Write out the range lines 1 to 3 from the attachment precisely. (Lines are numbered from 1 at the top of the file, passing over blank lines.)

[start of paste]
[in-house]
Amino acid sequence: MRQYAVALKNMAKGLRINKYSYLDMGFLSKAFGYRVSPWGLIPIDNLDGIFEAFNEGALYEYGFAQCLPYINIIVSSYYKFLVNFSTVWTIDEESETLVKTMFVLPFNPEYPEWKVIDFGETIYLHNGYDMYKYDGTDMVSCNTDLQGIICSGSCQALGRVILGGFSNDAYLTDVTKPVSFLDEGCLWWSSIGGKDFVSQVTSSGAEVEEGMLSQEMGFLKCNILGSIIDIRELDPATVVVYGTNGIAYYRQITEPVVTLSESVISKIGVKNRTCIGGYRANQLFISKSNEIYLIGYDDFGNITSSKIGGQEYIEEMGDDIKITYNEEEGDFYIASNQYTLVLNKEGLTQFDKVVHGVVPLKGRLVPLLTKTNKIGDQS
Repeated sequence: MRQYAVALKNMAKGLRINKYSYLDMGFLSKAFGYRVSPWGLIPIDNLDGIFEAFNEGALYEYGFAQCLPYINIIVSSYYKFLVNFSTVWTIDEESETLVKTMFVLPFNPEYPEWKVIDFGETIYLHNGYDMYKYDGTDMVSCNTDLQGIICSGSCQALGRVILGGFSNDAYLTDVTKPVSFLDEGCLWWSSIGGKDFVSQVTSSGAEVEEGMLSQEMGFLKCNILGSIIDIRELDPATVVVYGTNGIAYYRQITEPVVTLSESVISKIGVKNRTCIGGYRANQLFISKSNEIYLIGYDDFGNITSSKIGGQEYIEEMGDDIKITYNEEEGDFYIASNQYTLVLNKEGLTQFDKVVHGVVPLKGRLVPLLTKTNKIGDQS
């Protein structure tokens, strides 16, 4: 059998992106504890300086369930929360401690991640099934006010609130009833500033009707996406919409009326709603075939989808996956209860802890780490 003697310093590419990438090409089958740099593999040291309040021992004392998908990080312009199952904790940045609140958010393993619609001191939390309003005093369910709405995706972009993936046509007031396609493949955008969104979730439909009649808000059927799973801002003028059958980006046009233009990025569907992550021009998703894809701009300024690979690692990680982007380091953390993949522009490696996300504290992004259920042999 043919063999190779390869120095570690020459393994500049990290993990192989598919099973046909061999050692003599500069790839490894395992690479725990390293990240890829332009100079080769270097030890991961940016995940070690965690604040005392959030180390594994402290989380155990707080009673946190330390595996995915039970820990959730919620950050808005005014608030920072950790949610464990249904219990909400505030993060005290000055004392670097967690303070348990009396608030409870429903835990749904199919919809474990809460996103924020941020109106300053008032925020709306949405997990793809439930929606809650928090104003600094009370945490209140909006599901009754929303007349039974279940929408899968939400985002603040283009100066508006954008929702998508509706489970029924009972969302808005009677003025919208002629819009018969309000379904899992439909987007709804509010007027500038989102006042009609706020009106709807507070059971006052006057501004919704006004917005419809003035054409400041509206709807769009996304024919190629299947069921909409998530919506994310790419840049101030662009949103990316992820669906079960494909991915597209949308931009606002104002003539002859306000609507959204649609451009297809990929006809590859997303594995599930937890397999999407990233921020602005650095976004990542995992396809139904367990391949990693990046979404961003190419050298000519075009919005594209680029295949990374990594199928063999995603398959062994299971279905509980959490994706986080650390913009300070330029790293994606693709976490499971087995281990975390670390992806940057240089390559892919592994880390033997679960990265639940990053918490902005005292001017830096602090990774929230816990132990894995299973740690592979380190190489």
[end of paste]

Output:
[in-house]
Amino acid sequence: MRQYAVALKNMAKGLRINKYSYLDMGFLSKAFGYRVSPWGLIPIDNLDGIFEAFNEGALYEYGFAQCLPYINIIVSSYYKFLVNFSTVWTIDEESETLVKTMFVLPFNPEYPEWKVIDFGETIYLHNGYDMYKYDGTDMVSCNTDLQGIICSGSCQALGRVILGGFSNDAYLTDVTKPVSFLDEGCLWWSSIGGKDFVSQVTSSGAEVEEGMLSQEMGFLKCNILGSIIDIRELDPATVVVYGTNGIAYYRQITEPVVTLSESVISKIGVKNRTCIGGYRANQLFISKSNEIYLIGYDDFGNITSSKIGGQEYIEEMGDDIKITYNEEEGDFYIASNQYTLVLNKEGLTQFDKVVHGVVPLKGRLVPLLTKTNKIGDQS
Repeated sequence: MRQYAVALKNMAKGLRINKYSYLDMGFLSKAFGYRVSPWGLIPIDNLDGIFEAFNEGALYEYGFAQCLPYINIIVSSYYKFLVNFSTVWTIDEESETLVKTMFVLPFNPEYPEWKVIDFGETIYLHNGYDMYKYDGTDMVSCNTDLQGIICSGSCQALGRVILGGFSNDAYLTDVTKPVSFLDEGCLWWSSIGGKDFVSQVTSSGAEVEEGMLSQEMGFLKCNILGSIIDIRELDPATVVVYGTNGIAYYRQITEPVVTLSESVISKIGVKNRTCIGGYRANQLFISKSNEIYLIGYDDFGNITSSKIGGQEYIEEMGDDIKITYNEEEGDFYIASNQYTLVLNKEGLTQFDKVVHGVVPLKGRLVPLLTKTNKIGDQS